"A lot of parents feel they're on a birthday-party treadmill that gets faster every year. They're afraid their birthday party won't measure up and their child will be disappointed."


Who ARE these people???

When did it become a BAD thing for a child to "end up disappointed?"

/rant

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  1. Blogger Heather | 7:27 PM |  

    My daughter turned one in November. She had a party. It involved her close family and a few friends (our friends, not hers) and some hot dogs. We had bags of chips, drinks, and we all laughed while she stuffed herself full of cake and went "ooooooooh!" to the light up noisemaker thingies.

    I didn't provide goodie bags ,and there wasn't any entertainment (well, the radio was on). We just talked and had fun. And Elisabeth chased an 18 month old boy around his daddy's legs.

  2. Blogger Jennifer | 7:45 PM |  

    Just to note, I'm not anti-birthday party. I just don't get this whole "extravagant" concept and the "must impress everyone else" ideas.

    For instance, I GET going to Chuck E Cheese or someplace similar just because you don't have the time or desire to clean your house before or after a party. ;)

    I DON'T get renting a limo to pick up your kid's 6 year old friends before hauling them off to a private party at a toy store. ;)

  3. Anonymous Melissa | 8:21 PM |  

    Whatever you do DON'T go to Chuck E Cheeses unless you want to have an immediate seisure, hah hah.

    The best birthday parties we ever had for my stepson were the ones at our house. He'd invite some school friends over, we'd have a pinata (sorry, no tilda on this keyboard) that we filled ourselves, dad would have a water balloon fight with all the kids (birthday is early summer so warm enough), then some cake and ice cream and presents. Simple, cheap, and a lot of running around outside. Who could ask for more?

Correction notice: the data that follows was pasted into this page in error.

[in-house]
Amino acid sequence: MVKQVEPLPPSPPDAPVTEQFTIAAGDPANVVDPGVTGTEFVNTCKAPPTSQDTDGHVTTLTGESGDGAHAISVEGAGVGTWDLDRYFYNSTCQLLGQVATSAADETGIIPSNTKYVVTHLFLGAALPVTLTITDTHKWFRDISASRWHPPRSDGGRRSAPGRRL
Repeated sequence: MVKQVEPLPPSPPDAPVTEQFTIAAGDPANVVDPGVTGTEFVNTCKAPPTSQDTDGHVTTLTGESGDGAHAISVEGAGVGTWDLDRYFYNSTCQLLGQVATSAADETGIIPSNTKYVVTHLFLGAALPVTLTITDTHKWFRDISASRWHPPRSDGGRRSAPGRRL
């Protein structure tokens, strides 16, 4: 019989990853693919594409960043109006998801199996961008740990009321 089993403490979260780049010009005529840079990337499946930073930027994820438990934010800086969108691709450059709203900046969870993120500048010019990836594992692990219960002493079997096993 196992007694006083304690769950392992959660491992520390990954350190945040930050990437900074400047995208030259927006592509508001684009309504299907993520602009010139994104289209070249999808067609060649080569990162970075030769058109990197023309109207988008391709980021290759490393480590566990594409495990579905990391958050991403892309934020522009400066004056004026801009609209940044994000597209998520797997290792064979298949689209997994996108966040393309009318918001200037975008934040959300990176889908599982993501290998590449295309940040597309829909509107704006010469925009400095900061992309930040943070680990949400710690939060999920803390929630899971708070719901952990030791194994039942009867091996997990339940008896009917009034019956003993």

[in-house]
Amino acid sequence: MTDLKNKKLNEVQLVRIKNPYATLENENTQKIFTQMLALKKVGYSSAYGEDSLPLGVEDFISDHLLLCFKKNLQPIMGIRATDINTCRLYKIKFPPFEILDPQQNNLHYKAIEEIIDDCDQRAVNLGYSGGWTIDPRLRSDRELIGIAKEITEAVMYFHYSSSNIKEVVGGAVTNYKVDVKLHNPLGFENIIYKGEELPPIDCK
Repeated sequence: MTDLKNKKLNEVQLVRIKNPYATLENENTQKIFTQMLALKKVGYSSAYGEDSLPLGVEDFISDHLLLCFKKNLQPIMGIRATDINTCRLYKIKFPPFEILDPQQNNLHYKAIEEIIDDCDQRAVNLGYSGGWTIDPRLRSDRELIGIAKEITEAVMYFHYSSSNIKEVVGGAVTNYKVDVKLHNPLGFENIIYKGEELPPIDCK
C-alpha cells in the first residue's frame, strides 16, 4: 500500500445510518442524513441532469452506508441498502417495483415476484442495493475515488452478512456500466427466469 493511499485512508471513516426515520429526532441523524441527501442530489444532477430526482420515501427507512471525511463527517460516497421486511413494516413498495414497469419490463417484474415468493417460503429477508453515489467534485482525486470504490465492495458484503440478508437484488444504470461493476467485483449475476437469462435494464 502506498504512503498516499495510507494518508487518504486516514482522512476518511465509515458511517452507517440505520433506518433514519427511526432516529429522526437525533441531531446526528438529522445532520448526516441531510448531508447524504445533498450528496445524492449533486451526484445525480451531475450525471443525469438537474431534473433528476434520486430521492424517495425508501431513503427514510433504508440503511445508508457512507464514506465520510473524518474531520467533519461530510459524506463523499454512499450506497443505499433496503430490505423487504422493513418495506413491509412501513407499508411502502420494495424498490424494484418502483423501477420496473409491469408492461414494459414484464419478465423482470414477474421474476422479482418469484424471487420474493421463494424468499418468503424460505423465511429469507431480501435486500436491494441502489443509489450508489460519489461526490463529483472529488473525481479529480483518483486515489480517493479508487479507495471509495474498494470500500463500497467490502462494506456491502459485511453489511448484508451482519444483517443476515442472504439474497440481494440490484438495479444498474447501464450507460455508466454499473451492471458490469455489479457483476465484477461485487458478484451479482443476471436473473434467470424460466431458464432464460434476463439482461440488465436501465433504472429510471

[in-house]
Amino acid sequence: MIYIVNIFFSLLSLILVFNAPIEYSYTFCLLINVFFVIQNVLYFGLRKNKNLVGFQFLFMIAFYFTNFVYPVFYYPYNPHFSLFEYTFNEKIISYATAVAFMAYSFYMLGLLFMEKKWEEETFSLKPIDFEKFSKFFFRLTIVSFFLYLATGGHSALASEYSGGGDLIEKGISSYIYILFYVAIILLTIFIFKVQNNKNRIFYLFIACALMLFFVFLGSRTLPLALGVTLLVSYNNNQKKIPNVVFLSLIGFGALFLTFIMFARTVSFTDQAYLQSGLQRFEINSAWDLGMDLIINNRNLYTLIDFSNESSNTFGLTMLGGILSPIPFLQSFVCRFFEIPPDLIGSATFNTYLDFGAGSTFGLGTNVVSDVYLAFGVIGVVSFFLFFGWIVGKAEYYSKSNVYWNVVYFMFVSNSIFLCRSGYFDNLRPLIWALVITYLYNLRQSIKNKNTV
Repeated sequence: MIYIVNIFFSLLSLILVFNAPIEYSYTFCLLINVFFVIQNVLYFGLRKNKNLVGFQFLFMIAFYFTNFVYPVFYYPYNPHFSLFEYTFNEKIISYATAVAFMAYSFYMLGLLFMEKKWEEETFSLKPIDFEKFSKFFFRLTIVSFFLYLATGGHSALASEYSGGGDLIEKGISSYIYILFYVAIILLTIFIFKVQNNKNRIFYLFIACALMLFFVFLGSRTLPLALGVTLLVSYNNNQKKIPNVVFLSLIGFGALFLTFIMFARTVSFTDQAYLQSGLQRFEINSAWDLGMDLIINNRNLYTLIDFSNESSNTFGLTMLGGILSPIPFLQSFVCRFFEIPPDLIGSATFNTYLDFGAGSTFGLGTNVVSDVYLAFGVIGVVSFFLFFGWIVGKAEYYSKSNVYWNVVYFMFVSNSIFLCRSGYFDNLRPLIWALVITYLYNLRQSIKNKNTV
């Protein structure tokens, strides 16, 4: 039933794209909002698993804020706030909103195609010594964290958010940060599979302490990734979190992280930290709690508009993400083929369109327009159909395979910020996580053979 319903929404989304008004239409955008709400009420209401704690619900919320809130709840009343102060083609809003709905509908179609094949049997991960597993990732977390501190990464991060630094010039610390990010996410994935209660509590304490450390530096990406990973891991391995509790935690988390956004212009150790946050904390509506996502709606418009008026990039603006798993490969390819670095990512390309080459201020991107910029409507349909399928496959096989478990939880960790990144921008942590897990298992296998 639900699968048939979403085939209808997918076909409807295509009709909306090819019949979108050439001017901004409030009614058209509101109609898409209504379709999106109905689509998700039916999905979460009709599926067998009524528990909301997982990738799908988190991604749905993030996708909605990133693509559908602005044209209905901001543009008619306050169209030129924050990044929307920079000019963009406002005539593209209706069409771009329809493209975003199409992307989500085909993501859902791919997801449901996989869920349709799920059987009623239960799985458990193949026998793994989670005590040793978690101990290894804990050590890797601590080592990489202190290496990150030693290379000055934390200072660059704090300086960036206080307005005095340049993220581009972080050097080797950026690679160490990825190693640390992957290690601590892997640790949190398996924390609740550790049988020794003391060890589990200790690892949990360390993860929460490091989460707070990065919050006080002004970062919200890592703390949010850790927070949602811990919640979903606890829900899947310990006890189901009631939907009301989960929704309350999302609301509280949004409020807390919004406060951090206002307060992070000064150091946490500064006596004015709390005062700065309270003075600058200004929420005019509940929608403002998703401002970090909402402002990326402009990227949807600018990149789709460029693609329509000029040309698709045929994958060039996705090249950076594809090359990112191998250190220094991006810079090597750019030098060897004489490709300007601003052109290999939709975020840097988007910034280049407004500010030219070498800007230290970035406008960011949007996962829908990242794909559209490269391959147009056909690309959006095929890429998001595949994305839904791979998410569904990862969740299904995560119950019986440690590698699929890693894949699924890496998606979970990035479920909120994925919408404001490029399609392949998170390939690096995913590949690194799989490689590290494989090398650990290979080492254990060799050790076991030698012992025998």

Babies don't need a birthday party - that's silly! Birthday parties for babies are really parties for parents. A kind of congratulations for having made it that far. So along with the cake have a little beer or wine! :-)

  4. Anonymous Mary Jo | 4:02 PM |  

    We had the "requiste" first birthday party, inviting tons of family and friends. It was a pain in the neck, since we had to have it later in the day because of my MIL's work schedule. So, the star of the show was a crabby baby who hadn't had his nap. RAAR! I absolutly refused to do it again for his second birthday. We did presents and cake with family (twice, but my family is 6 hours away, so . . . that's life). I get having a birthday party for school age kids. I even get having it somewhere else. But there MUST be a limit. 38 K. Please. My car wouldn't cost that much if I bought it new (which I didn't).

  5. Blogger Damien McKenna | 10:41 AM |  

    We had a birthday party for our son when he was one, held it at a relative's house (they could house more guests, family and friends of ours), we grilled and had some decorations. We didn't want to give our son a disgusting store-bought cake, and didn't want to load him up on sugars, so we made a "cake" out of layers of pancakes with apple sauce to ice it all together. We set him down for the cake and instead of grabbing it with his hands, like we expected, he leaned over on his high chair and took a big bite out of it! It was one of the coolest things I've ever seen a child do! :-D

  6. Blogger Jennifer | 11:30 AM |  

    Ha! That's exactly what Elnora did!

    I'd made her a cake using my mini-springform pans so that she had this tiny little layered cake that was just her size.

    We put her in her chair, set it in front of her, she looked at it, then bent over and licked the frosting. ;)

    She took about two more licks and was done with it.

    Glad I didnt spend much money on it. :)